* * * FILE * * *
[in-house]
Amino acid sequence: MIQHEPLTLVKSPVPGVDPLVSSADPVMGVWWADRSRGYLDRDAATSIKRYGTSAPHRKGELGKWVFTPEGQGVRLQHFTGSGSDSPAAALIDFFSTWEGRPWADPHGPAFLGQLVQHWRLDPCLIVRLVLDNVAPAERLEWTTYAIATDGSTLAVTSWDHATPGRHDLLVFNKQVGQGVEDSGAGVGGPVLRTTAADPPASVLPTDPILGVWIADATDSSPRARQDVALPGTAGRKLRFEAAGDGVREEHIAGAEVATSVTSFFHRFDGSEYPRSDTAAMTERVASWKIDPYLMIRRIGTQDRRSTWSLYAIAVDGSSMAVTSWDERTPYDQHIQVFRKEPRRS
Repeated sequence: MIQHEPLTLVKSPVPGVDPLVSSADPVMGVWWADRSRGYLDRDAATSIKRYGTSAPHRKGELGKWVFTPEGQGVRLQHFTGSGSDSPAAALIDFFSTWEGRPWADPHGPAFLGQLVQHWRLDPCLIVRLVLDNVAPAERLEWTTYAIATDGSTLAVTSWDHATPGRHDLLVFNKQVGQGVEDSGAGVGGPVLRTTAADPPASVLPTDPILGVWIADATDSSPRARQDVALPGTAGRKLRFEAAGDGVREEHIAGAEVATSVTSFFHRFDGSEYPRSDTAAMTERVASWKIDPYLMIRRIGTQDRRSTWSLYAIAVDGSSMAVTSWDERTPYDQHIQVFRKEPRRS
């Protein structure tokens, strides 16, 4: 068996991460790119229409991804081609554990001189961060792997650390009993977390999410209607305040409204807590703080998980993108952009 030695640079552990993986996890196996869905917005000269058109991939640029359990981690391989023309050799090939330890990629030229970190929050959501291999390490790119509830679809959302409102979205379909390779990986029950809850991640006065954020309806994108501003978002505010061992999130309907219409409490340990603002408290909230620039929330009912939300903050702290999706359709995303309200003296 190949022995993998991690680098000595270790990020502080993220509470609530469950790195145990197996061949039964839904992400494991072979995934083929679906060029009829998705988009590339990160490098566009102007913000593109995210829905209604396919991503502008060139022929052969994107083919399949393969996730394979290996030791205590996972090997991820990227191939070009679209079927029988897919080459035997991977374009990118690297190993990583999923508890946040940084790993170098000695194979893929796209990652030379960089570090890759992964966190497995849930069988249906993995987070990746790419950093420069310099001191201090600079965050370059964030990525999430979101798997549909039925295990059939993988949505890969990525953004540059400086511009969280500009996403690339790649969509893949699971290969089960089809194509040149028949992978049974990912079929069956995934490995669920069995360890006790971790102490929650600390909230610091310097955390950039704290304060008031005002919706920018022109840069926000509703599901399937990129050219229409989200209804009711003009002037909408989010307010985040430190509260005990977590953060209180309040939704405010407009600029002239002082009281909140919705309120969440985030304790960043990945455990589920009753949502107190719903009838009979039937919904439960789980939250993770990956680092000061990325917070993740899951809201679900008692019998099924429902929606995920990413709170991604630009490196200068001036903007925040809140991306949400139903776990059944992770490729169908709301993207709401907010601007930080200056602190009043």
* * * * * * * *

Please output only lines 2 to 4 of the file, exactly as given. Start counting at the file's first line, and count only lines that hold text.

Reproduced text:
Amino acid sequence: MIQHEPLTLVKSPVPGVDPLVSSADPVMGVWWADRSRGYLDRDAATSIKRYGTSAPHRKGELGKWVFTPEGQGVRLQHFTGSGSDSPAAALIDFFSTWEGRPWADPHGPAFLGQLVQHWRLDPCLIVRLVLDNVAPAERLEWTTYAIATDGSTLAVTSWDHATPGRHDLLVFNKQVGQGVEDSGAGVGGPVLRTTAADPPASVLPTDPILGVWIADATDSSPRARQDVALPGTAGRKLRFEAAGDGVREEHIAGAEVATSVTSFFHRFDGSEYPRSDTAAMTERVASWKIDPYLMIRRIGTQDRRSTWSLYAIAVDGSSMAVTSWDERTPYDQHIQVFRKEPRRS
Repeated sequence: MIQHEPLTLVKSPVPGVDPLVSSADPVMGVWWADRSRGYLDRDAATSIKRYGTSAPHRKGELGKWVFTPEGQGVRLQHFTGSGSDSPAAALIDFFSTWEGRPWADPHGPAFLGQLVQHWRLDPCLIVRLVLDNVAPAERLEWTTYAIATDGSTLAVTSWDHATPGRHDLLVFNKQVGQGVEDSGAGVGGPVLRTTAADPPASVLPTDPILGVWIADATDSSPRARQDVALPGTAGRKLRFEAAGDGVREEHIAGAEVATSVTSFFHRFDGSEYPRSDTAAMTERVASWKIDPYLMIRRIGTQDRRSTWSLYAIAVDGSSMAVTSWDERTPYDQHIQVFRKEPRRS
């Protein structure tokens, strides 16, 4: 068996991460790119229409991804081609554990001189961060792997650390009993977390999410209607305040409204807590703080998980993108952009 030695640079552990993986996890196996869905917005000269058109991939640029359990981690391989023309050799090939330890990629030229970190929050959501291999390490790119509830679809959302409102979205379909390779990986029950809850991640006065954020309806994108501003978002505010061992999130309907219409409490340990603002408290909230620039929330009912939300903050702290999706359709995303309200003296 190949022995993998991690680098000595270790990020502080993220509470609530469950790195145990197996061949039964839904992400494991072979995934083929679906060029009829998705988009590339990160490098566009102007913000593109995210829905209604396919991503502008060139022929052969994107083919399949393969996730394979290996030791205590996972090997991820990227191939070009679209079927029988897919080459035997991977374009990118690297190993990583999923508890946040940084790993170098000695194979893929796209990652030379960089570090890759992964966190497995849930069988249906993995987070990746790419950093420069310099001191201090600079965050370059964030990525999430979101798997549909039925295990059939993988949505890969990525953004540059400086511009969280500009996403690339790649969509893949699971290969089960089809194509040149028949992978049974990912079929069956995934490995669920069995360890006790971790102490929650600390909230610091310097955390950039704290304060008031005002919706920018022109840069926000509703599901399937990129050219229409989200209804009711003009002037909408989010307010985040430190509260005990977590953060209180309040939704405010407009600029002239002082009281909140919705309120969440985030304790960043990945455990589920009753949502107190719903009838009979039937919904439960789980939250993770990956680092000061990325917070993740899951809201679900008692019998099924429902929606995920990413709170991604630009490196200068001036903007925040809140991306949400139903776990059944992770490729169908709301993207709401907010601007930080200056602190009043």